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Employees Want Contact Tracing Notification

Aug. 20, 2020
A recent survey shows 86% of employees say an employer has an obligation to notify employees if they who may have been in contact with a co-worker who has tested positive for COVID.

A recent survey shows 86% of employees say an employer has an obligation to notify employees if they who may have been in contact with a co-worker who has tested positive for COVID. In fact, the vast majority of employees surveyed globally by Workplace Intelligence (86%) are comfortable to varying degrees with employer-led contact tracing, which may be the key to setting a risk-averse workforce at ease.

Nearly 9 in 10 U.S. employees (88%) currently working from home due to COVID-19 would not want to risk returning to their workplace if there were rising cases of COVID-19 in their region, which could have an impact on employers’ reopening plans.

Additionally, 66% of U.S. employees going into work right now feel the same way: 2 in 3 would not want to risk going into their physical workplace any longer if there were rising cases of COVID-19 in their region.

With few opposed to the concept of contact tracing at work, the question for employers is not “should we,” but “how should we approach contact tracing?”

  •  In order to safeguard organizational safety, around half of employees (48% globally; 50% in the U.S.) say they are “very” or “a great deal” comfortable with a workforce management approach, i.e., allowing their employer to use their work schedule records to identify and manage employees who have been exposed to the virus at work and to help prevent onward transmission.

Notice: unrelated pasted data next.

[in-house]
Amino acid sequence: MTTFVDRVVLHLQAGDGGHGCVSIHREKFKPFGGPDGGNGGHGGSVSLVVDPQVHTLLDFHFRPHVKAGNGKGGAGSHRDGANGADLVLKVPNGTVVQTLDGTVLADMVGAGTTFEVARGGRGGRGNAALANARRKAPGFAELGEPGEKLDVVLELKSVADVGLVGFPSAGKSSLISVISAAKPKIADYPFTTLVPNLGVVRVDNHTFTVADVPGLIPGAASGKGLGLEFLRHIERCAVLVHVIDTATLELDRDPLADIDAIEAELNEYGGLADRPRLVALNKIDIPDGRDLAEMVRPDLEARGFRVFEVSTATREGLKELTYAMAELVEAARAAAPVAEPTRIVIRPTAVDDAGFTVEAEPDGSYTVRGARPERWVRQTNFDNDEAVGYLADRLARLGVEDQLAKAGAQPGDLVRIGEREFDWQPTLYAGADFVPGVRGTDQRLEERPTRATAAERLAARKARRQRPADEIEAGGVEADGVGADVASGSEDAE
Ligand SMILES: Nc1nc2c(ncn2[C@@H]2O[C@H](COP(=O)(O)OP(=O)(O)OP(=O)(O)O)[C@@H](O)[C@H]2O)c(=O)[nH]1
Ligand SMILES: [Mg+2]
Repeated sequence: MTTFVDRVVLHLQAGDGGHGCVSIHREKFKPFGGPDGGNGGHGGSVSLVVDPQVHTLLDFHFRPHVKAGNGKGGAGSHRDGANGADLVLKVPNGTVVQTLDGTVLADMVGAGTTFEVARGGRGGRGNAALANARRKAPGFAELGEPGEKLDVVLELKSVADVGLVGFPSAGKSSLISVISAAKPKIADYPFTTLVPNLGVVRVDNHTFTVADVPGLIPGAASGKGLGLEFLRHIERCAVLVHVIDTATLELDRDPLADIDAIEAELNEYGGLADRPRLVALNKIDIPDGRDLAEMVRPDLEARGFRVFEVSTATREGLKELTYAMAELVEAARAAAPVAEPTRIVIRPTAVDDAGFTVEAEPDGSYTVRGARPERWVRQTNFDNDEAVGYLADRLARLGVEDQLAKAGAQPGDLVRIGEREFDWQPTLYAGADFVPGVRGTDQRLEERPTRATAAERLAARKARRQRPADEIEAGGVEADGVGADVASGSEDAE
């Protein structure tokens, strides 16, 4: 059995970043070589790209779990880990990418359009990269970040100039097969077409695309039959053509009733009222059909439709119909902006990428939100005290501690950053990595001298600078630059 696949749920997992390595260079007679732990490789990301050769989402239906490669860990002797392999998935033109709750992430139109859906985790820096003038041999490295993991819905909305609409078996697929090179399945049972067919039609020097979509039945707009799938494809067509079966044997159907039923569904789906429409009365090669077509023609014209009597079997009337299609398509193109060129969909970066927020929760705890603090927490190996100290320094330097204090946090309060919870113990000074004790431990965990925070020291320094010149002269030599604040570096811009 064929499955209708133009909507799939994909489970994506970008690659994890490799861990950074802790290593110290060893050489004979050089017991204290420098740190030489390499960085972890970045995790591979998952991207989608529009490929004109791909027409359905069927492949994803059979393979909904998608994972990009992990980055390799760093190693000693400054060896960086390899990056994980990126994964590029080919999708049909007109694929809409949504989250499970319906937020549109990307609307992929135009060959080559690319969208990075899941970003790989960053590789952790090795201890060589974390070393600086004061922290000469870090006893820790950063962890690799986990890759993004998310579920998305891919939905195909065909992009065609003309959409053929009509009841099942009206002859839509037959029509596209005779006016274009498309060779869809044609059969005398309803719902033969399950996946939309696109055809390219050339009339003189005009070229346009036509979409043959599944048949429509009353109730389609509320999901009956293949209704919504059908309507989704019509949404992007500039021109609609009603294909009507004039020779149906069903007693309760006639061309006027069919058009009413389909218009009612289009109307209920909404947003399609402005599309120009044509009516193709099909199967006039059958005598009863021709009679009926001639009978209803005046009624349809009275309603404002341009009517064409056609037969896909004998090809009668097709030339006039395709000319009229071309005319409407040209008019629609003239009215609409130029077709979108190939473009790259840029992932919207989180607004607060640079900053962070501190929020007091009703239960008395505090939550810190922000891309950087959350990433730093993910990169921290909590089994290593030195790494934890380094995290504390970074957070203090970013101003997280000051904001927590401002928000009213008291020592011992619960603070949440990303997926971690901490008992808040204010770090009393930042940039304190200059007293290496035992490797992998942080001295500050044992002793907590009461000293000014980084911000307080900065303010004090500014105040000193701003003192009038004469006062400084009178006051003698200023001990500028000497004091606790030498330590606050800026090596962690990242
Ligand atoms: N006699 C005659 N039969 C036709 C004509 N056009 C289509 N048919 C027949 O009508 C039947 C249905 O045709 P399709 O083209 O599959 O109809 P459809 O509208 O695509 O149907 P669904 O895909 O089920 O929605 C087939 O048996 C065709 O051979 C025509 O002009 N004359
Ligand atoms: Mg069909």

• Employees are equally accepting of employer-led contact tracing using access control/workplace movement records (48% globally; 51% in the U.S.), while 2 in 5 employees (39% globally; 40% in the U.S.) are “very” or “a great deal” comfortable allowing their employer to leverage their mobile device for contact tracing purposes.
  • Generation Z and younger Millennials worldwide consistently report greater comfortability with various forms of contact tracing than do their generational counterparts (49% and 48%, respectively, are at least “very” comfortable), as do employees based in India (66% are at least “very” comfortable) compared to other countries surveyed. Finally, only 14% of employees worldwide are “not at all” comfortable with contact tracing at work.

“Employees have demonstrated that they do have safety concerns in the workplace, but generally trust their employer to take care of them,” says Gregg Gordon, vice president, industry, Kronos.”This should signal to employers that they have a responsibility to step up and employ all methods necessary to protect workers physically and mentally during COVID-19, regardless of whether employees have worked all through the pandemic, have recently come back to the workplace, or won’t be brought back for another few months.”

About the Author

EHS Today Staff

EHS Today's editorial staff includes:

Dave Blanchard, Editor-in-Chief: During his career Dave has led the editorial management of many of Endeavor Business Media's best-known brands, including IndustryWeekEHS Today, Material Handling & LogisticsLogistics Today, Supply Chain Technology News, and Business Finance. In addition, he serves as senior content director of the annual Safety Leadership Conference. With over 30 years of B2B media experience, Dave literally wrote the book on supply chain management, Supply Chain Management Best Practices (John Wiley & Sons, 2021), which has been translated into several languages and is currently in its third edition. He is a frequent speaker and moderator at major trade shows and conferences, and has won numerous awards for writing and editing. He is a voting member of the jury of the Logistics Hall of Fame, and is a graduate of Northern Illinois University.

Adrienne Selko, Senior Editor: In addition to her roles with EHS Today and the Safety Leadership Conference, Adrienne is also a senior editor at IndustryWeek and has written about many topics, with her current focus on workforce development strategies. She is also a senior editor at Material Handling & Logistics. Previously she was in corporate communications at a medical manufacturing company as well as a large regional bank. She is the author of Do I Have to Wear Garlic Around My Neck?, which made the Cleveland Plain Dealer's best sellers list.

Nicole Stempak, Managing Editor:  Nicole Stempak is managing editor of EHS Today and conference content manager of the Safety Leadership Conference.

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